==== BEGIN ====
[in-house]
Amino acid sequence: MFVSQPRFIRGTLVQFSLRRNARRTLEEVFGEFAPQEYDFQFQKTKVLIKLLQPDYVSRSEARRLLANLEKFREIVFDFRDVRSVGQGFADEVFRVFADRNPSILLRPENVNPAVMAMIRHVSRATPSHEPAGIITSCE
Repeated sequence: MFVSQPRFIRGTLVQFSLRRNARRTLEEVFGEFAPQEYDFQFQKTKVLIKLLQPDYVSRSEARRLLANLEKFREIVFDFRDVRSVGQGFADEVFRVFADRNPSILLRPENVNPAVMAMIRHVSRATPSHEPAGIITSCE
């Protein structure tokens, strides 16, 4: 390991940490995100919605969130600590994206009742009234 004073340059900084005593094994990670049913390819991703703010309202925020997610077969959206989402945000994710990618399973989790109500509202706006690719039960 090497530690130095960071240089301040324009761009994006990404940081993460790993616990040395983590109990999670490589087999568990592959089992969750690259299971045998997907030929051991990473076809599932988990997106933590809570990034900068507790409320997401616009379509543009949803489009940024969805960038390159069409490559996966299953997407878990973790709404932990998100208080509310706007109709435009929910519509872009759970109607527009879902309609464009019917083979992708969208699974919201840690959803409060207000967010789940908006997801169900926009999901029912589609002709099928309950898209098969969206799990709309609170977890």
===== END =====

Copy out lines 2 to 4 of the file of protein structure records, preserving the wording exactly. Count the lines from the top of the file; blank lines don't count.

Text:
Amino acid sequence: MFVSQPRFIRGTLVQFSLRRNARRTLEEVFGEFAPQEYDFQFQKTKVLIKLLQPDYVSRSEARRLLANLEKFREIVFDFRDVRSVGQGFADEVFRVFADRNPSILLRPENVNPAVMAMIRHVSRATPSHEPAGIITSCE
Repeated sequence: MFVSQPRFIRGTLVQFSLRRNARRTLEEVFGEFAPQEYDFQFQKTKVLIKLLQPDYVSRSEARRLLANLEKFREIVFDFRDVRSVGQGFADEVFRVFADRNPSILLRPENVNPAVMAMIRHVSRATPSHEPAGIITSCE
């Protein structure tokens, strides 16, 4: 390991940490995100919605969130600590994206009742009234 004073340059900084005593094994990670049913390819991703703010309202925020997610077969959206989402945000994710990618399973989790109500509202706006690719039960 090497530690130095960071240089301040324009761009994006990404940081993460790993616990040395983590109990999670490589087999568990592959089992969750690259299971045998997907030929051991990473076809599932988990997106933590809570990034900068507790409320997401616009379509543009949803489009940024969805960038390159069409490559996966299953997407878990973790709404932990998100208080509310706007109709435009929910519509872009759970109607527009879902309609464009019917083979992708969208699974919201840690959803409060207000967010789940908006997801169900926009999901029912589609002709099928309950898209098969969206799990709309609170977890």